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EU Leaders Begin Summit After Banking Deal

  • Lisa Bryant

German Chancellor Angela Merkel, left, talks with Croatia's Prime Minister Zoran Milanovic, right, and Italy's Prime Minister Enrico Letta, during an EU summit at the European Council building in Brussels, Belgium, Dec. 19, 2013.

German Chancellor Angela Merkel, left, talks with Croatia's Prime Minister Zoran Milanovic, right, and Italy's Prime Minister Enrico Letta, during an EU summit at the European Council building in Brussels, Belgium, Dec. 19, 2013.

As they hold their last summit of the year in Brussels, European Union leaders will be signing off on a key deal aimed to avert future banking crises. But the deal has also sparked disappointment for not being stronger and more far-reaching.

Reached by European Union finance ministers late Wednesday, the agreement will create a single body to police and bailout ailing banks in the 17-nation euro zone.

The deal also foresees a $75 billion fund to cover these costs, with banks, not European taxpayers, paying into it. EU members that are not part of the euro zone have the option of joining the mechanism, which is expected to go into effect in 2015.

European leaders holding their last summit of 2013, hope the deal will shore up confidence in the EU financial system, which has been battered by the eurozone crisis. Failing banks helped force fragile economies like Ireland and Greece to accept costly bailouts.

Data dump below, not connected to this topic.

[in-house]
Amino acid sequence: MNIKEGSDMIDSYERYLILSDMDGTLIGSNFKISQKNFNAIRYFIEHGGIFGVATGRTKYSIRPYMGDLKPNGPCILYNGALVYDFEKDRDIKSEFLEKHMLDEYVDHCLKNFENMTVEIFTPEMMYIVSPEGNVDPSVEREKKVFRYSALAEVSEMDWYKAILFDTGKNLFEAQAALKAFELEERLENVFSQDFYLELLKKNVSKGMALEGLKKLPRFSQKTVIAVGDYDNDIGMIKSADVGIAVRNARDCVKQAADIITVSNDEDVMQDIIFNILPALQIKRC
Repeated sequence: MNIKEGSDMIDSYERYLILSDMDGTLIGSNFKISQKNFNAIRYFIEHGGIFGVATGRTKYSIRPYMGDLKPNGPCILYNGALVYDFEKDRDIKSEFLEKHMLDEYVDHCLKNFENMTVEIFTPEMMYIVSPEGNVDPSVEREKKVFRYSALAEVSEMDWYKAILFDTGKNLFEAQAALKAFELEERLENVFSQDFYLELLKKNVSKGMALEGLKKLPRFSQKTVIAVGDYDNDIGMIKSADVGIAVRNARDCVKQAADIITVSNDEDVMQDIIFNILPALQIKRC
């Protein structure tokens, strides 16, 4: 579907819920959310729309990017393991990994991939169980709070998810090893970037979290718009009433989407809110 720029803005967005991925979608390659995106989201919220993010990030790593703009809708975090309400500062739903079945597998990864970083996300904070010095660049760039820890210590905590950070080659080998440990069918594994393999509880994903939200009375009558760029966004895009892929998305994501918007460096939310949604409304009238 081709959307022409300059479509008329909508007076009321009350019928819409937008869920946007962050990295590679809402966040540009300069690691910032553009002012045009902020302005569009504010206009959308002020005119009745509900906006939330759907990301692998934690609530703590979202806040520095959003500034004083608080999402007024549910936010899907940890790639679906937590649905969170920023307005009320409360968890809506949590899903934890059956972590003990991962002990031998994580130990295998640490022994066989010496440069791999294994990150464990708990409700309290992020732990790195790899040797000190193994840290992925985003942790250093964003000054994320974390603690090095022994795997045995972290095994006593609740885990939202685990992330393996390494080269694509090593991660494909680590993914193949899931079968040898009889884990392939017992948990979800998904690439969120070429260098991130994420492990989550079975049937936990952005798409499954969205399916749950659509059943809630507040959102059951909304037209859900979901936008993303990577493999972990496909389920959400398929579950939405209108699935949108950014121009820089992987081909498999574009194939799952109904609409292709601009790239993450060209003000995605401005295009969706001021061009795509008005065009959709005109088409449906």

At a news conference in Brussels hours before the leaders met, EU Commissioner in charge of financial regulation Michel Barnier hailed the agreement as unprecedented.

"We are introducing revolutionary change for Europe's financial sector so that taxpayers no longer foot the bill when banks make mistakes or face crises, ending the era of massive bailouts," said Barnier.

France's Finance Minister Pierre Moscovici told French radio the agreement would protect European taxpayers and bank account holders.

Moscovici said the accord might appear overly technical for many people, but it wa extremely important for European citizens. He called it a big political project that completed the EU monetary union.

But the deal has sparked criticism for being overly cumbersome and not more ambitious. European Central Bank Vice President Vitor Constancio has expressed fears markets might find it too complex. Critics also said the $75 billion fund would not be enough, but Germany, for one, has balked at the idea of using taxpayer money to help bolster it.

Commissioner Barnier acknowledged the deal amounted to a compromise.

But Barnier called it a positive compromise aimed to reflect the views off all the EU members.

The bloc's economic problems have forced many EU leaders to adopt tough austerity measures. They were reminded of just how unpopular the cuts are, as hundreds of protesters blocked traffic in Brussels before the summit.
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